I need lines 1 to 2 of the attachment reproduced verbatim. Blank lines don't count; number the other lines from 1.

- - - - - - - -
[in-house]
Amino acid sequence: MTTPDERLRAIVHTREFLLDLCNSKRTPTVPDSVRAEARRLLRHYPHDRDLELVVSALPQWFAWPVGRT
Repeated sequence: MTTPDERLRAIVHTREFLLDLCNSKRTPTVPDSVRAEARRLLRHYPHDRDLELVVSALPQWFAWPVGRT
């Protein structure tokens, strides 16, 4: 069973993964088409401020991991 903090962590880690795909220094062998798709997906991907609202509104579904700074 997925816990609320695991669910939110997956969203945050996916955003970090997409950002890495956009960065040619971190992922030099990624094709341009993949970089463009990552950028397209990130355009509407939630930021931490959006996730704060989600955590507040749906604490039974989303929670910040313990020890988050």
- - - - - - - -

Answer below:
[in-house]
Amino acid sequence: MTTPDERLRAIVHTREFLLDLCNSKRTPTVPDSVRAEARRLLRHYPHDRDLELVVSALPQWFAWPVGRT